A Palestinian holds a flag during a protest.
(photo credit: REUTERS)
WASHINGTON – Conservative Republicans and liberal Democrats together penned a letter last week calling on the US solicitor-general to outline administration policy on a case involving US citizens attempting to sue the PLO.
The case, Sokolow v. Palestine Liberation Organization et al., involves American victims of attacks in Jerusalem, and survivors of American victims of attacks in the city, seeking redress from the PLO under a 1992 law that asserts the right of US citizens to sue foreign organizations over acts of terrorism.
The lawsuit was brought in 2004 with respect to six terrorist bombings in Jerusalem, committed by Palestinians in 2002-2004.
Several US courts have disagreed on the applicability of the law and its jurisdictional reach, and it is now before the Supreme Court for review.
Justices of that court have requested the Trump administration provide a brief on its position in the PLO case, and now 67 congressmen are encouraging the same. A letter written by the plaintiff’s representative, Democratic Congresswoman Kathleen Rice of New York, calls on Solicitor-General Noel Francisco to respond to the Supreme Court request with haste and in the plaintiff’s favor.
Rice’s letter earned signatures from 34 Republicans and 32 Democrats. The House of Representatives and 24 senators from both parties filed amicus briefs in favor of the plaintiff, but Rice notes that the administration has yet to weigh in.
“As members of Congress, we have a compelling interest to speak out in defense of the ATA [Anti-Terrorism Act], passed with overwhelming bipartisan support, and in support of these American victims waiting for justice,” the letter reads.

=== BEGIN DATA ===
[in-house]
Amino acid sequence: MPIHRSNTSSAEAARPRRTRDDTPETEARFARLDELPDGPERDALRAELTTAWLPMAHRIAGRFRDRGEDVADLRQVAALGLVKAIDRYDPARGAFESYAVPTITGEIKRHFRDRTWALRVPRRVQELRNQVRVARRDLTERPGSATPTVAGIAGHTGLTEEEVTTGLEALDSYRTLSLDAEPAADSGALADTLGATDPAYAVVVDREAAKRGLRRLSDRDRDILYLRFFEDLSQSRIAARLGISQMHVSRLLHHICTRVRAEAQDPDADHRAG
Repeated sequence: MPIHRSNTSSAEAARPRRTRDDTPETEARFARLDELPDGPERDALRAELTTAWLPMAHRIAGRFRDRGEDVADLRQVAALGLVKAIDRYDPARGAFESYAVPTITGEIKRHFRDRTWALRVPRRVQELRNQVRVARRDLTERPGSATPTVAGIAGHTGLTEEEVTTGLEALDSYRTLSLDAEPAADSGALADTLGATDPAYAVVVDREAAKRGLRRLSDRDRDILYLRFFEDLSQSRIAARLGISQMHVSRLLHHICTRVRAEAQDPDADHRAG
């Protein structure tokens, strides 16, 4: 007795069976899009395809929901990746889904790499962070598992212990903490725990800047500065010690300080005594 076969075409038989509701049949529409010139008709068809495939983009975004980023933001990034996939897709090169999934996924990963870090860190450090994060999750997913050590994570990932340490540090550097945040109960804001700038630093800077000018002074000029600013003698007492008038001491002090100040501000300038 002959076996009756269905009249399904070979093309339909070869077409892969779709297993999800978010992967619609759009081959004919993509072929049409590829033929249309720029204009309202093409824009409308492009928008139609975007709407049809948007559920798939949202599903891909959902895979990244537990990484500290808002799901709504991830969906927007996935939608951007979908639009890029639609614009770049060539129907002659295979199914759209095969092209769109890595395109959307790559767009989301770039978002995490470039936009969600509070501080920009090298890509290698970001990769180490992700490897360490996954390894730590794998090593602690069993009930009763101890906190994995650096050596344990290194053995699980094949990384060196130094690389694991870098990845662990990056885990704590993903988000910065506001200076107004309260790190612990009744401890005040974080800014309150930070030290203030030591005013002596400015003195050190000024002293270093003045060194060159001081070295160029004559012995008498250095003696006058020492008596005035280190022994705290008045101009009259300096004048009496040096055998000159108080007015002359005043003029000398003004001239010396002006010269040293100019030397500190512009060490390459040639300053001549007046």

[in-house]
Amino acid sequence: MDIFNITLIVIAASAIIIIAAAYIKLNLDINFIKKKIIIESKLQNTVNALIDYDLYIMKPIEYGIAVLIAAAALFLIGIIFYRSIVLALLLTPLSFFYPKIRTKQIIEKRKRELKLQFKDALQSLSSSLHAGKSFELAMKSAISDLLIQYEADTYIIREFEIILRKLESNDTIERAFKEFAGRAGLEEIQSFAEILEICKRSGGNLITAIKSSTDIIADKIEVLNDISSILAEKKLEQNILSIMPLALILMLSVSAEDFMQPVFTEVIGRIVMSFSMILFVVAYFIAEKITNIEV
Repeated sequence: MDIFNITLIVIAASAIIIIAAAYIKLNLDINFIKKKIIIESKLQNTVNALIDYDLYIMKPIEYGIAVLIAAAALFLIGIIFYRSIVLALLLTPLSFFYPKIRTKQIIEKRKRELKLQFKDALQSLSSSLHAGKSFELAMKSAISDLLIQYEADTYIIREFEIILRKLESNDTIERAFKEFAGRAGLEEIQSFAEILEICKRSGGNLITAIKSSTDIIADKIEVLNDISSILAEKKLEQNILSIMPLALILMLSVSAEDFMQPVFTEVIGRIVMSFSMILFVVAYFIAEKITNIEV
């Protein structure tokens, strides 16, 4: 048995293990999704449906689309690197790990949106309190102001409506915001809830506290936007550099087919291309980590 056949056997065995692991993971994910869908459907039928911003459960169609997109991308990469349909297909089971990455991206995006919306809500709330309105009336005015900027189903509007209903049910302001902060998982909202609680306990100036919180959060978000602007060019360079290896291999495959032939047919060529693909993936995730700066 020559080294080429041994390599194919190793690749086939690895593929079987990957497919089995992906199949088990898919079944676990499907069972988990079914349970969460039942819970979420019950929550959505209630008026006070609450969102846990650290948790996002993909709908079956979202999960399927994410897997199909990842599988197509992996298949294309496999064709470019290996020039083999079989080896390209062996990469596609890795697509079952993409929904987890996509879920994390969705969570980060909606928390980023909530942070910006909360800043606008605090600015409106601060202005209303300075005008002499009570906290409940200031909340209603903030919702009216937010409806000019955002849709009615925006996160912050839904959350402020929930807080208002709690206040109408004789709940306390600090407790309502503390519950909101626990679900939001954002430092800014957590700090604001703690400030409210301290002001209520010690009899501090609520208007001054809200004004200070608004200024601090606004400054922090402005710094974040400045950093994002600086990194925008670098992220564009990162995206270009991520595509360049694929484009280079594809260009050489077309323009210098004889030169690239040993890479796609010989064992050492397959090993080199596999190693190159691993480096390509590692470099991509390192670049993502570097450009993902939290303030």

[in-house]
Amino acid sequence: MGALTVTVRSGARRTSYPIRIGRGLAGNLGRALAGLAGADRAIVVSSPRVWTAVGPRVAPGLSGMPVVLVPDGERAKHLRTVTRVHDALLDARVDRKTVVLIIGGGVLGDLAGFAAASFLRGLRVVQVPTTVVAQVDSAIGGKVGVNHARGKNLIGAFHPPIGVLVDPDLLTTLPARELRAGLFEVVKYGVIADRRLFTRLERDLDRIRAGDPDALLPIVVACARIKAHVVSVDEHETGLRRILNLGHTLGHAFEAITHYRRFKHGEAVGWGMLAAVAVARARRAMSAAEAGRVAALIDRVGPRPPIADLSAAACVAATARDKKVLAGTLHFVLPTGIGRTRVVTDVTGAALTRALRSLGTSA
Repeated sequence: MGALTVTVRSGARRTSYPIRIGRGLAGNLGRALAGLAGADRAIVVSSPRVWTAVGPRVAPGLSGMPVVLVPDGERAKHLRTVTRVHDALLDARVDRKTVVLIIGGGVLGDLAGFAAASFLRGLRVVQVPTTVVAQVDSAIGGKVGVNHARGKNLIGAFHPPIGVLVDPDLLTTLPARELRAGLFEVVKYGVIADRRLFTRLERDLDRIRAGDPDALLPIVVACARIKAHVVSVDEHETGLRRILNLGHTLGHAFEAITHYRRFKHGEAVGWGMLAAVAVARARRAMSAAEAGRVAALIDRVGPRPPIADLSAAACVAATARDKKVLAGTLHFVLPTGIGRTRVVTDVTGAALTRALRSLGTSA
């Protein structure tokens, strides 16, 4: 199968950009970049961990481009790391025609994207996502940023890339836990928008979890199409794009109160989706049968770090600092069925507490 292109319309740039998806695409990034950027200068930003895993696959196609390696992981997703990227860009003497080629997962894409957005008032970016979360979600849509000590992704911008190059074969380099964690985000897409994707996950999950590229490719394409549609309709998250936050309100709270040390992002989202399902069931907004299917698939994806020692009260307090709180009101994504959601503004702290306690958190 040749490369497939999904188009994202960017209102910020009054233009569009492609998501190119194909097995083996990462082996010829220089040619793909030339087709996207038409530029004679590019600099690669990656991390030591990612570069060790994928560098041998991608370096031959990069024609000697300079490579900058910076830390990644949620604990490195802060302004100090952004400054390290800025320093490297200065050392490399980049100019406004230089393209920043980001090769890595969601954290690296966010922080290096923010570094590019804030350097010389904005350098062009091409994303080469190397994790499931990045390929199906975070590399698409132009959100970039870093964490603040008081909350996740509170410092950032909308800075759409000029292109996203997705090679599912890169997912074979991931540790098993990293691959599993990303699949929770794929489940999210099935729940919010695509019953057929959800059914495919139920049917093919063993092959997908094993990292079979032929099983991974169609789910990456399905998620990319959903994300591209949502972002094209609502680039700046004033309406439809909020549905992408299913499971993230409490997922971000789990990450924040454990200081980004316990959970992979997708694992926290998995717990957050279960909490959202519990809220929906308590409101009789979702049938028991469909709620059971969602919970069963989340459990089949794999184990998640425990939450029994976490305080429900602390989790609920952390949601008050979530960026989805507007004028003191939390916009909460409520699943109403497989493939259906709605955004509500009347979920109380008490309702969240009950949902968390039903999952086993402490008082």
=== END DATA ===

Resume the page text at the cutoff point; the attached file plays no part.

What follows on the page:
Ambassador Danny Ayalon calls for supporting the Taylor Force Act to stop the Palestinian Authority's financing of terrorists. (YouTube/DannyAyalon)
“We also seek to prevent future victims. For this reason an amicus brief supporting the grant of certiorari has already been filed by the House of Representatives. The court should grant certiorari to review the Court of Appeals [in Manhattan’s] deeply flawed and troubling decision, which concerns issues of exceptional importance to the nation.
“We ask you now to expedite the requested response of the solicitor-general and request the full and fair consideration of the views herein,” it adds.
Mark Sokolow, his wife and their daughters were wounded in a bombing in Jerusalem on January 27, 2002. In the attack, Wafa Idris became the first known female Palestinian suicide bomber, killing an 81-year-old man and wounding 150 others on Jaffa Road, including the Sokolows. The PA designated Idris a “martyr,” and pays her family monthly stipends.
Trump administration officials did not immediately respond to requests for comment on this report.
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